Continue reading…
Travel | The Guardian

TRAVEL DEAL UPDATE:

Rosario Dawson On Staying Healthy, Making Deals In DMs & How Motherhood Changed Her Life | PeopleTV

PeopleTV

SPECIAL NEWS BULLETIN:

http://www.acrx.org -As millions of Americans strive to deal with the economic downturn,loss of jobs,foreclosures,high cost of gas,and the rising cost of prescription drug cost. Charles Myrick ,the President of American Consultants Rx, announced the re-release of the American Consultants Rx community service project which consist of millions of free discount prescription cards being donated to thousands of not for profits,hospitals,schools,churches,etc. in an effort to assist the uninsured,under insured,and seniors deal with the high cost of prescription drugs.-American Consultants Rx -Pharmacy Discount Network News

CHARITY UPDATE:

Click today to request your free ACRX discount prescription card and save up to 80% off of your medicine!

SPECIAL DONATION REQUEST UPDATE:

Please help American Consultants Rx achieve it’s biggest goal yet of donating over 30 million discount prescription cards to over 50k organizations in an effort to assist millions of Americans in need. Please click here to donate today!

Healthy Living During The Holidays

Dr. Susan Reinhard, a registered nurse, senior vice president and director of AARP public policy institute, joins us this morning on behalf of AARP to discuss healthy living during the holiday season and beyond.

She is a nationally recognized expert in health and long-term care, with extensive experience in conducting, directing and translating research to promote policy change.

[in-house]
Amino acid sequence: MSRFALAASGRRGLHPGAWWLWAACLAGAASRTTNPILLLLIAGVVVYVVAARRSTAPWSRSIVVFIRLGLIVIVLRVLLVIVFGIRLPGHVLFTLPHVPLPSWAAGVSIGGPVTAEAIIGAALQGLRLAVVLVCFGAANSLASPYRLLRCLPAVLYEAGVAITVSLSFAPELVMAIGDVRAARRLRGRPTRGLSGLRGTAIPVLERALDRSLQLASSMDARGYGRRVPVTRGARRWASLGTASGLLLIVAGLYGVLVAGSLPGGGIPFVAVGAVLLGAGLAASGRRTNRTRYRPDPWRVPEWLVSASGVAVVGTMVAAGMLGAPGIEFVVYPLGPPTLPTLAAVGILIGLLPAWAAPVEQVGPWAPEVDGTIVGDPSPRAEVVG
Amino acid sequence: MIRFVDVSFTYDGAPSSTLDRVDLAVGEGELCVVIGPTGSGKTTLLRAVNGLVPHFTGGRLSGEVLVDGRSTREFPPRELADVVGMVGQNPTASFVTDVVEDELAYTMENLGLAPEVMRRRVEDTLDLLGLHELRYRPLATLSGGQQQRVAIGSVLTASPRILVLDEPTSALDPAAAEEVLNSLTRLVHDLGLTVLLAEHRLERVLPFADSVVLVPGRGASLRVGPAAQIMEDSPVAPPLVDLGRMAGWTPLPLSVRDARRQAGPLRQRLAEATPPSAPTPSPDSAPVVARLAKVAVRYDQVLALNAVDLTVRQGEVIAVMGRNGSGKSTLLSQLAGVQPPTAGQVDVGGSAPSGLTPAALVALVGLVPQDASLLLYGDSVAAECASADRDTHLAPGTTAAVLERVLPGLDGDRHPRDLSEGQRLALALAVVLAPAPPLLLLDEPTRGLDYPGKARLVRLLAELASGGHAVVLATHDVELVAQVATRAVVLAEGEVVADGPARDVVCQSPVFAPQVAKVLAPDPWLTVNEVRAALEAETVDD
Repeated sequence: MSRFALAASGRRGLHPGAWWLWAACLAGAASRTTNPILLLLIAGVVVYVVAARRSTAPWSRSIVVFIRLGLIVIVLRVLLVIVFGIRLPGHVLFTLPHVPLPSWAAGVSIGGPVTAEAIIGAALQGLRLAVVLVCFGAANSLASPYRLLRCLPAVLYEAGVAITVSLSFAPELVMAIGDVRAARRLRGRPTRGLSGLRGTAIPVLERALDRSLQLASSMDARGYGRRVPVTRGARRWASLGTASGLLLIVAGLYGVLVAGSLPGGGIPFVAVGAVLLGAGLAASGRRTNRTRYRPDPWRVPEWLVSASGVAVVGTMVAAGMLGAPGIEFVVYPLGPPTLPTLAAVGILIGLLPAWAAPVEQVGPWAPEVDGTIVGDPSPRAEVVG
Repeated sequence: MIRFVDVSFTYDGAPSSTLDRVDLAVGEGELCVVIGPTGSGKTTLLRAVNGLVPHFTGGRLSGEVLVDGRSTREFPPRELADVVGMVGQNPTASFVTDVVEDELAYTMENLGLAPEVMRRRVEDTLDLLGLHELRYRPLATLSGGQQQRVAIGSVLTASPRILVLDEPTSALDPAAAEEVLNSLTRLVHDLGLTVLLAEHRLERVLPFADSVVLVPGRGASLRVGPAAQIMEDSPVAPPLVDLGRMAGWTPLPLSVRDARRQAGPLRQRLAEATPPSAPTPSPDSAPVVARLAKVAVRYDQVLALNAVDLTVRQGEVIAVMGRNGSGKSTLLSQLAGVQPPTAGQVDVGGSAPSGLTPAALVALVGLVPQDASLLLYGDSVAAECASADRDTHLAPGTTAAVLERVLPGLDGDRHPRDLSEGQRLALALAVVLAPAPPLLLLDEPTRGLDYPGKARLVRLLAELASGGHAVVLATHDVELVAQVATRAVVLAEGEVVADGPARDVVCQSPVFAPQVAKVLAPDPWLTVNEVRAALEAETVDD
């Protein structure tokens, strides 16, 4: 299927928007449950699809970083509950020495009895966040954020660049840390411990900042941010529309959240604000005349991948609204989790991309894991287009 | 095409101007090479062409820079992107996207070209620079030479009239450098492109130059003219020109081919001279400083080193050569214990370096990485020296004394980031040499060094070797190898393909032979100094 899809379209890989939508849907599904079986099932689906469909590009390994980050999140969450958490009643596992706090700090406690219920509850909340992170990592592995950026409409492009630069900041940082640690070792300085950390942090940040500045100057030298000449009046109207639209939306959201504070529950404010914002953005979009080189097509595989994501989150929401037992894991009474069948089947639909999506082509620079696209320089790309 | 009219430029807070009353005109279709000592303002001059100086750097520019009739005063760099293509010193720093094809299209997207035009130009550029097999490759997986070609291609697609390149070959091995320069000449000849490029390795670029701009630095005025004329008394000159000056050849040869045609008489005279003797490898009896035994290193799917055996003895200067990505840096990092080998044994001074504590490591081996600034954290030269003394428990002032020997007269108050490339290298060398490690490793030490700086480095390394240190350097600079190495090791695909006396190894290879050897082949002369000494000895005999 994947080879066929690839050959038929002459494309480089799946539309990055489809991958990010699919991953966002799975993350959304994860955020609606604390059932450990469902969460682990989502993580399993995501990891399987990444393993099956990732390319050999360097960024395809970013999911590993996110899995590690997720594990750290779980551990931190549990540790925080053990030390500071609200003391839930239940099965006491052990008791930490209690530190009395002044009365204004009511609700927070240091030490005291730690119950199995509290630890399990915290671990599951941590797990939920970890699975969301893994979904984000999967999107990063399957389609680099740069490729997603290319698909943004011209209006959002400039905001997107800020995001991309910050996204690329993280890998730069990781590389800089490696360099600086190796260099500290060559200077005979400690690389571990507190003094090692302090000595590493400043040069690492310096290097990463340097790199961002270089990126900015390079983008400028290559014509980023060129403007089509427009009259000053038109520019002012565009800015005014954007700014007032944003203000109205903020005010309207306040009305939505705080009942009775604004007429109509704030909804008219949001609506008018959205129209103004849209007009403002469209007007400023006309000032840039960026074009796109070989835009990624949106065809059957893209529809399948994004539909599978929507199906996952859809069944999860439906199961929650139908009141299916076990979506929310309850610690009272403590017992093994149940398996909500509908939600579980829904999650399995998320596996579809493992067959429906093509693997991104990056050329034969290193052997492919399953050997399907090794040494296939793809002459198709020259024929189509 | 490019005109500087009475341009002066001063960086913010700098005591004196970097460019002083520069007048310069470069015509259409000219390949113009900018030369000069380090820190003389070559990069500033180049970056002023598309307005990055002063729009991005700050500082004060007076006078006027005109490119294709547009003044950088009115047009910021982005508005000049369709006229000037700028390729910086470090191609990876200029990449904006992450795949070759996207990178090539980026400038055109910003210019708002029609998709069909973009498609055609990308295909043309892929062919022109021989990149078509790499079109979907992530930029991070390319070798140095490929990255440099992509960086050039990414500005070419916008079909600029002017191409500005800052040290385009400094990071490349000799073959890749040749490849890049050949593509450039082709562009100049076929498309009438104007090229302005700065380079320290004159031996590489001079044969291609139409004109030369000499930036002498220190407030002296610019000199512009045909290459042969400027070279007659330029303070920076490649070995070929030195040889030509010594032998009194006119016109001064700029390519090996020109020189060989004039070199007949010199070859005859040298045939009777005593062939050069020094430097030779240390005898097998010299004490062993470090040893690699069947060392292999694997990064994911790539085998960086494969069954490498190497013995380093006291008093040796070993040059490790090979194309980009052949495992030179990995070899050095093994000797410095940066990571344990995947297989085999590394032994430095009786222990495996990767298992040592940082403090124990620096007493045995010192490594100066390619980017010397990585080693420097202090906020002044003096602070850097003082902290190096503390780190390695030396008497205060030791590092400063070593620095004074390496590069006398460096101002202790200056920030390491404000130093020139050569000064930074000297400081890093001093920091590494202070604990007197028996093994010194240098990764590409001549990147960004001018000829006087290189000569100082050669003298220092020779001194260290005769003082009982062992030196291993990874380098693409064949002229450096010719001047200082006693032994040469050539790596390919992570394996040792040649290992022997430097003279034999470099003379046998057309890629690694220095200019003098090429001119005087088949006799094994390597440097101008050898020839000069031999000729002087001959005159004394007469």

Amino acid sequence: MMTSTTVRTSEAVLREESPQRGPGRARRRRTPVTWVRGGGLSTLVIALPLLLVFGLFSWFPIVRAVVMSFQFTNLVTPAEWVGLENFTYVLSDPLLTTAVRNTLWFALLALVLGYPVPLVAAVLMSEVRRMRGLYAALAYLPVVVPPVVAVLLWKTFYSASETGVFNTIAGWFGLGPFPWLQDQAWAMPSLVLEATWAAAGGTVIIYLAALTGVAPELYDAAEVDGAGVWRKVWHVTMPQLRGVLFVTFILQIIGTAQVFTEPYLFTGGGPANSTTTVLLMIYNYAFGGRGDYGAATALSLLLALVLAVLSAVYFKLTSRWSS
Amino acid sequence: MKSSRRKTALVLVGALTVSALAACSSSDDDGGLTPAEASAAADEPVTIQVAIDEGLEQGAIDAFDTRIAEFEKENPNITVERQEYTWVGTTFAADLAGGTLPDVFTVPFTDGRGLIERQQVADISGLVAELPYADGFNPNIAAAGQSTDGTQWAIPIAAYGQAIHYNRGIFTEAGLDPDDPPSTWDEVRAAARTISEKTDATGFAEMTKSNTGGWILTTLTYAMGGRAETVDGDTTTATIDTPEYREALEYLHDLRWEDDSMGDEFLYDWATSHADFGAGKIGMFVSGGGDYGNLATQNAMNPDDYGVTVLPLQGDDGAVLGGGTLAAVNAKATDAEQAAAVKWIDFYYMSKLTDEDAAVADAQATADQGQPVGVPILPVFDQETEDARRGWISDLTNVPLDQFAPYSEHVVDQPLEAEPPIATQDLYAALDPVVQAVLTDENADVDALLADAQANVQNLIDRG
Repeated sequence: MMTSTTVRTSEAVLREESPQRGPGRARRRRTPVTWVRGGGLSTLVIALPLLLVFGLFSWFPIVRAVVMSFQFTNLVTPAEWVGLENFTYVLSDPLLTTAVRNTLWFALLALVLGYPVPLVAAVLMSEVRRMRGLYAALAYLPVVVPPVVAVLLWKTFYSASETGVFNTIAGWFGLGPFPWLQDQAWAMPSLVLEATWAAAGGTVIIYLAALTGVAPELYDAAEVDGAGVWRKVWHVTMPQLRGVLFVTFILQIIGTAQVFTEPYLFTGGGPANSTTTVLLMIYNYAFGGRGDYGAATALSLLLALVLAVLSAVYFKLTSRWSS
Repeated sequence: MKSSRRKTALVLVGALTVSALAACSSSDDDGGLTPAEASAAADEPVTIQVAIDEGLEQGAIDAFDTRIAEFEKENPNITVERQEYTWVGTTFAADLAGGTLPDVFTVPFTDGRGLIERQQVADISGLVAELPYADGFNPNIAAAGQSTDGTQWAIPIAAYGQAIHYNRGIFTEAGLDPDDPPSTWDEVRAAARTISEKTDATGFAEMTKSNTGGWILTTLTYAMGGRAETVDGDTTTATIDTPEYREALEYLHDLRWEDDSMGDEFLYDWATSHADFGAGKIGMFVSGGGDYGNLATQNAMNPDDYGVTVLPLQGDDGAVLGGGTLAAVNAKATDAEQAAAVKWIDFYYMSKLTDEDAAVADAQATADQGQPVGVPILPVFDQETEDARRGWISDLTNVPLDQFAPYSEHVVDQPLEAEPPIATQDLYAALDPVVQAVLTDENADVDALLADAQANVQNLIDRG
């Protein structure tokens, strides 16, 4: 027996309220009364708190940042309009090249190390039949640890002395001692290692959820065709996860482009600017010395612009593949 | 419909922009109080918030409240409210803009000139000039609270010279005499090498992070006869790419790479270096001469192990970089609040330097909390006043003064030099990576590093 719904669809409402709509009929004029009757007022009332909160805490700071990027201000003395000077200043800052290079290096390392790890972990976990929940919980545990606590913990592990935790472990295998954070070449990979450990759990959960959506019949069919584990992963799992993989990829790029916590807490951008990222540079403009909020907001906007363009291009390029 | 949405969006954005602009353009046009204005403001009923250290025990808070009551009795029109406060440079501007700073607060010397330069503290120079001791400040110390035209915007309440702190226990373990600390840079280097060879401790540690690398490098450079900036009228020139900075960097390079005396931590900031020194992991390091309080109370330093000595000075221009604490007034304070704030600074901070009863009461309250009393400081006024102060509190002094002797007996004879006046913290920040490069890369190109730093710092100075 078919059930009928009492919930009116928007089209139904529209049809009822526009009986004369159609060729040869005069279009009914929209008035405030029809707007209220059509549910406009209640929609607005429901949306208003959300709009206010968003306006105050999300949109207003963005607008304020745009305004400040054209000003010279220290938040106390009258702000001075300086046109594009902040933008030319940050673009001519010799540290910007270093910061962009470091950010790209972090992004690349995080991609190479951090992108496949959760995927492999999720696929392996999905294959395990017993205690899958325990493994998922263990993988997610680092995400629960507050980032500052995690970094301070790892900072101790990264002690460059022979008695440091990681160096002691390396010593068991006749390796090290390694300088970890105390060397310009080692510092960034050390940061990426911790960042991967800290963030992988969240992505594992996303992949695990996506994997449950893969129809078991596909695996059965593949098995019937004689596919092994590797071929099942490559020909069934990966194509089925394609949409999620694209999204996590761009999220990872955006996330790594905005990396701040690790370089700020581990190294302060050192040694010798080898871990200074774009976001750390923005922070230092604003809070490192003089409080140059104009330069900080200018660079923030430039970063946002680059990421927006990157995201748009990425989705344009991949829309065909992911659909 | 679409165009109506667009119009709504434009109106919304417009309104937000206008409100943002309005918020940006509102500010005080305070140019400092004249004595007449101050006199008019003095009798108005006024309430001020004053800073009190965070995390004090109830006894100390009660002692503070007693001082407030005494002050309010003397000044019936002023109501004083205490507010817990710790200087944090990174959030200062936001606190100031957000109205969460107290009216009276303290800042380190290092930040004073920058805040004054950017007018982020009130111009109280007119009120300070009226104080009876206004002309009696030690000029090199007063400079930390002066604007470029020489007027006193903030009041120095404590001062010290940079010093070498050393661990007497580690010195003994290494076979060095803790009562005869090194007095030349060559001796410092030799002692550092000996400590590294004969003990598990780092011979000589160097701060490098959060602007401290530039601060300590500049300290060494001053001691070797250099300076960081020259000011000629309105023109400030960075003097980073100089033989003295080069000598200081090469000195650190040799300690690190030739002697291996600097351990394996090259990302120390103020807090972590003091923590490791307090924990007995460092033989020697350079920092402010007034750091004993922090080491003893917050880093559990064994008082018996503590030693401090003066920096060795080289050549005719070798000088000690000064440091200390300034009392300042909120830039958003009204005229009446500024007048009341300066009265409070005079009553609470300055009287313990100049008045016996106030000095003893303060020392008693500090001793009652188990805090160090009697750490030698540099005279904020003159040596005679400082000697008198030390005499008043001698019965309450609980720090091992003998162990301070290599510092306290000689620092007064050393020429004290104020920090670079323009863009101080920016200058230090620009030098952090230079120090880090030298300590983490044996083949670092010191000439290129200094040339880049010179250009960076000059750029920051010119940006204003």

Q&A

WHAT IS AARP’S APPROACH ON HEALTH?

AARP’S HEALTHY LIVING INITIATIVE, WHICH I AM EXCITED TO BE LEADING, IS TO EMPOWER PEOPLE 50-PLUS TO LIVE THEIR HEALTHIEST LIVES POSSIBLE.

AARP WANTS TO HELP YOU TAKE A WHOLE-BODY APPROACH TO YOUR HEALTHY LIVING GOALS AND HELP YOU TAKE CONTROL OF YOUR HEALTH AS YOU AGE.

A WHOLE-BODY APPROACH TO HEALTHY LIVING MEANS IMPROVING HOW YOU EAT, SLEEP, EXERCISE, AND CONNECT WITH OTHERS AT EVERY STAGE OF AGING.

ON AARP.ORG/HEALTH YOU MAY FIND TOOLS, RESOURCES, AND INFORMATION RANGING FROM EXERCISE TO BRAIN GAMES, FROM COOKING DEMONSTRATIONS TO CONNECTING WITH YOUR COMMUNITY, FROM BETTER NUTRITION TO BETTER SLEEP.

HEALTHY LIVING IS AS MUCH ABOUT MAKING SMALL CHANGES TO YOUR EVERYDAY ROUTINE, AS IT IS ABOUT BIG LIFE-CHANGING BEHAVIORAL COMMITMENTS.

WHAT’S A SMALL CHANGE THAT PEOPLE CAN CONSIDER?

WALK 30 MINUTES A DAY.

AS PART OF OUR HEALTHY LIVING WORK, THIS PAST SPRING WE LAUNCHED A FIT AND FUN CHALLENGE TO PROMOTE PHYSICAL ACTIVITY AND FITNESS. THE CHALLENGE INSPIRED THOUSANDS OF PEOPLE TO WALK 30 MINUTES A DAY FOR EIGHT WEEKS THROUGH AN INTERACTIVE WEBSITE THAT ALLOWED PEOPLE TO MAKE THAT COMMITMENT, CONNECT AND SHARE STORIES, AND GAIN INSPIRATION AND TIPS FROM A LEADING FITNESS EXPERT. THE CHALLENGE ENDED FOR THIS YEAR BUT WE ENCOURAGE YOU TO START OR CONTINUE YOUR 30 MINUTE WALKS.

FOR NEW YEAR’S RESOLUTIONS, EXERCISE CAN BE A POPULAR ONE. HOW CAN WE KEEP UP THE MOTIVATION TO EXERCISE?

SOME TIPS ARE STOP MAKING EXERCISE ABOUT HOW YOU LOOK, WRITE DOWN EXACTLY WHEN AND WHERE YOU WILL EXERCISE, OR HAVE A PLAN B.

ALSO, PRIORITIZE CONVENIENCE. DAVID MAXFIELD, CO-AUTHOR OF CHANGE ANYTHING, SAYS “SET YOUR WORKOUT CLOTHES NEXT TO YOUR BED THE NIGHT BEFORE, AND KEEP EXERCISE EQUIPMENT VISIBLE AND NEARBY.

YOU CAN EVEN MAKE IT SOCIAL. YOU ARE MORE LIKELY TO EXERCISE CONSISTENTLY IF YOU WORK OUT WITH OTHER PEOPLE.

FOR MORE TIPS ABOUT EXERCISING AND EXERCISES, GO TO AARP.ORG/HEALTH.

DURING THE HOLIDAYS PEOPLE TEND TO EAT MORE, WHAT CAN WE DO TO STAY HEALTHY DURING THE HOLIDAYS?